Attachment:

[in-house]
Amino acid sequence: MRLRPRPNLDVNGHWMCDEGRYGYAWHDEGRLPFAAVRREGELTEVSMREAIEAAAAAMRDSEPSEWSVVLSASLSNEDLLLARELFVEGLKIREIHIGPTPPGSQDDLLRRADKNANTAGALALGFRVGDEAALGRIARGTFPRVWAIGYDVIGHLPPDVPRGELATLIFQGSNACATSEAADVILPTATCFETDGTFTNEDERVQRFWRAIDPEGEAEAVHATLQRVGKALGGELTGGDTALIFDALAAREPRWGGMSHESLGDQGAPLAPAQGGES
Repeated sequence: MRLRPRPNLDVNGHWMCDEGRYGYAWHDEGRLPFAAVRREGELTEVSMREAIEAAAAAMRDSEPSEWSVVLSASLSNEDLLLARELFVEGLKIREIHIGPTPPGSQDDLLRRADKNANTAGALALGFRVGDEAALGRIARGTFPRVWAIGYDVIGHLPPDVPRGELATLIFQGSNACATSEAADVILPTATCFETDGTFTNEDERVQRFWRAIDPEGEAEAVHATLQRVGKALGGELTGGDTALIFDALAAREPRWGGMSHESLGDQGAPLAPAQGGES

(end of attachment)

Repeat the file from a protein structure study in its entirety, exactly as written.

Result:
[in-house]
Amino acid sequence: MRLRPRPNLDVNGHWMCDEGRYGYAWHDEGRLPFAAVRREGELTEVSMREAIEAAAAAMRDSEPSEWSVVLSASLSNEDLLLARELFVEGLKIREIHIGPTPPGSQDDLLRRADKNANTAGALALGFRVGDEAALGRIARGTFPRVWAIGYDVIGHLPPDVPRGELATLIFQGSNACATSEAADVILPTATCFETDGTFTNEDERVQRFWRAIDPEGEAEAVHATLQRVGKALGGELTGGDTALIFDALAAREPRWGGMSHESLGDQGAPLAPAQGGES
Repeated sequence: MRLRPRPNLDVNGHWMCDEGRYGYAWHDEGRLPFAAVRREGELTEVSMREAIEAAAAAMRDSEPSEWSVVLSASLSNEDLLLARELFVEGLKIREIHIGPTPPGSQDDLLRRADKNANTAGALALGFRVGDEAALGRIARGTFPRVWAIGYDVIGHLPPDVPRGELATLIFQGSNACATSEAADVILPTATCFETDGTFTNEDERVQRFWRAIDPEGEAEAVHATLQRVGKALGGELTGGDTALIFDALAAREPRWGGMSHESLGDQGAPLAPAQGGES